Whether we are endurance athletes, or not, we all require optimal nutrition which sees a balance between the nutrients we take in and the nutrient we require, in order to promote growth and development, maintain general health, support daily living and help protect against disease and illness3. Amino acids, which are often referred to as the building blocks of protein, are an important part of our nutritional needs5.

Long distance runners need to make an extra effort to ensure they are getting all the nutrients, and amino acids, that their body’s need1.

For more information, go to www.staminogro.co.za or speak to your doctor or pharmacist about options for combination supplements for your nutritional needs.

 

References:

  1. Fleet Feet. Vitamins and Minerals every runner needs (2016) at https://www.fleetfeet.com/blog/
  2. Dean, C. Magnesium-The missing link to better health. Better Nutrition Magazine 2011.
  3. Mahan, L.K. et al. Krause’s Food and the Nutrition Care Process. 13th edition. United States of America. Saunders, an imprint of Elsevier Inc. 2012.
  4. The Basics of Chemistry by Richard Myers, [Online] Available from: https://books.google.co.za/books
  5. Essential Amino Acids: Definition, Benefits and Food Sources (2018) at https://www.healthline.com/nutrition/essential-amino-acids#bottom-line
  6. Arginine/L-Arginine. [Online]. 2018. [cited 2018 Mar 16]. Available from: http://aminoacidstudies.org/l-arginine/.
  7. Natural Medicines Therapeutic Research Centre. L-Arginine. Monograph. [Online]. 2017. [cited 2018 Mar 16]. Available from: https://naturalmedicines.therapeuticresearch.com/databases/food,-herbs-supplements/professional.aspx?productid=875.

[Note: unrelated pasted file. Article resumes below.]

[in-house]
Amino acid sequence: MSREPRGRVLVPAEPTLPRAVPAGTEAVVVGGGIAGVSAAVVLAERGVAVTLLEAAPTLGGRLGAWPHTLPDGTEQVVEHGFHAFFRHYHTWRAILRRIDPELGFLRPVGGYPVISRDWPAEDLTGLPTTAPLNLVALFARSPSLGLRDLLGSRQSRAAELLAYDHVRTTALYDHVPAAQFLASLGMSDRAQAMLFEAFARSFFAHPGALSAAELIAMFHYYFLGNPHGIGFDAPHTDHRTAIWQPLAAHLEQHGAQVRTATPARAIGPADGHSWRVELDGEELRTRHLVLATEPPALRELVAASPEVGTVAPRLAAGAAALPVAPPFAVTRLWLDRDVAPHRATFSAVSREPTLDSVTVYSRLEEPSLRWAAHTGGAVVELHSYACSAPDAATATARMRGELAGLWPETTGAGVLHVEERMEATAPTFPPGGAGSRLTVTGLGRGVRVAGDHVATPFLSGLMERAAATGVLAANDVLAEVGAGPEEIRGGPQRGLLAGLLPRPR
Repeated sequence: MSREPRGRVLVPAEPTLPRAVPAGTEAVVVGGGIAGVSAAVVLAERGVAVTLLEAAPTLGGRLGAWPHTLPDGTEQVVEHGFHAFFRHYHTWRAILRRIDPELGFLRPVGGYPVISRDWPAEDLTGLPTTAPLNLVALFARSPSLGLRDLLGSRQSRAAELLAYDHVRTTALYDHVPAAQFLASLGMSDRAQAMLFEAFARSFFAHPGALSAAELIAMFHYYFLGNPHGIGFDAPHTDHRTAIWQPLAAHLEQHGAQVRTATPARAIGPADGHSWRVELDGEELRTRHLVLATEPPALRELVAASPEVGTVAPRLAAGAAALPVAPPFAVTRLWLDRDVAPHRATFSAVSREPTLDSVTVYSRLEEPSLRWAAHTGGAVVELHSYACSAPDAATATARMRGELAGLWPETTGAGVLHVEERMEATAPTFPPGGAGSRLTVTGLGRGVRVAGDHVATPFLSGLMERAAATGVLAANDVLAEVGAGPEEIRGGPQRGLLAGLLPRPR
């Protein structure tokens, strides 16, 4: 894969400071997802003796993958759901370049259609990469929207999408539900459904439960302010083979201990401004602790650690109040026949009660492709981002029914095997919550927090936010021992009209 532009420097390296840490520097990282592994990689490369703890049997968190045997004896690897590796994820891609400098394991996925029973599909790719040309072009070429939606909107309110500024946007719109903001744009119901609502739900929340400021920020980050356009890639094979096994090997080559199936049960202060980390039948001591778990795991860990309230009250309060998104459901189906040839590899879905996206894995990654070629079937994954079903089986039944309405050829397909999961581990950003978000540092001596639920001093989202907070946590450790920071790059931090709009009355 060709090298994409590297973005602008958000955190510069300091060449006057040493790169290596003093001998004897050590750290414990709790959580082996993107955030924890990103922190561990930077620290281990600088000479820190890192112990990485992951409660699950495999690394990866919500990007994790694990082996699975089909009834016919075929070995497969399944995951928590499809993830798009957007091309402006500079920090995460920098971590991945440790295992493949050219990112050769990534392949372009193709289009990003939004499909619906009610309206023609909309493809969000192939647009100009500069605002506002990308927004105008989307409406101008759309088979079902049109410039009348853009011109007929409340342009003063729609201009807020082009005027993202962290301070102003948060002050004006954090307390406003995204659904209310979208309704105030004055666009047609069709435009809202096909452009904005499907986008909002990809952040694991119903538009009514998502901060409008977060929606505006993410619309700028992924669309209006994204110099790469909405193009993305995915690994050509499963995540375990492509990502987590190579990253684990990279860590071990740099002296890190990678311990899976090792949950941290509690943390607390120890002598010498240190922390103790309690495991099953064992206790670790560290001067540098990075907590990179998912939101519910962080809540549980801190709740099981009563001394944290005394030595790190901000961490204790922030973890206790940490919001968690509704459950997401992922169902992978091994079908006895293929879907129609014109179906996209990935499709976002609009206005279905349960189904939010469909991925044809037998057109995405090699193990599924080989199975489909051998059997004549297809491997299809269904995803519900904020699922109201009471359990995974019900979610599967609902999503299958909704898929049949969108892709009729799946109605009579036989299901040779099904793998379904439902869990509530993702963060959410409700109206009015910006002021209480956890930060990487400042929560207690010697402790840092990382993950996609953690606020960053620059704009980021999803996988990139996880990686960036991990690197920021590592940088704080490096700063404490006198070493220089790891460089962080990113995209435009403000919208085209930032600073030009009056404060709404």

8. Pure pea protein is considered one of the best protein supplements. [Online]. 2018. [cited 2018 Mar 16]. Available from : http://aminoacidstudies.org/pea-protein-supplements-build-muscle-mass/.
  9. Natural Medicines Therapeutic Research Centre. Glutamine. Monograph. [Online] 2018. [cited 2018 Mar 16]. Available from: https://naturalmedicines.therapeuticresearch.com/databases/food,-herbs-supplements/professional.aspx?productid=878.
  10. What is glycine. [Online]. 2018. [cited 2018 Mar 16]. Available from: http://aminoacidstudies.org/glycine/
  11. Natural Medicines Therapeutic Research Centre. Lysine. Monograph. [Online] 2018. [cited 2018 Mar 16]. Available from: https://naturalmedicines.therapeuticresearch.com/databases/food,-herbs-supplements/professional.aspx?productid=237.
  12. [Online]. 2018. [cited 2018 Mar 16]. Available from: https://www.umm.edu/health/medical/altmed/supplement/lysine.
  13. Natural Medicines Therapeutic Research Centre. Ornithine. Monograph. [Online] 2018. [cited 2018 Mar 16]. Available from: https://naturalmedicines.therapeuticresearch.com/databases/food,-herbs-supplements/professional.aspx?productid=200.
  14. L-ornithine. [Online]. 2018. [cited 2018 Mar 16]. Available from: http://aminoacidstudies.org/l-ornithine/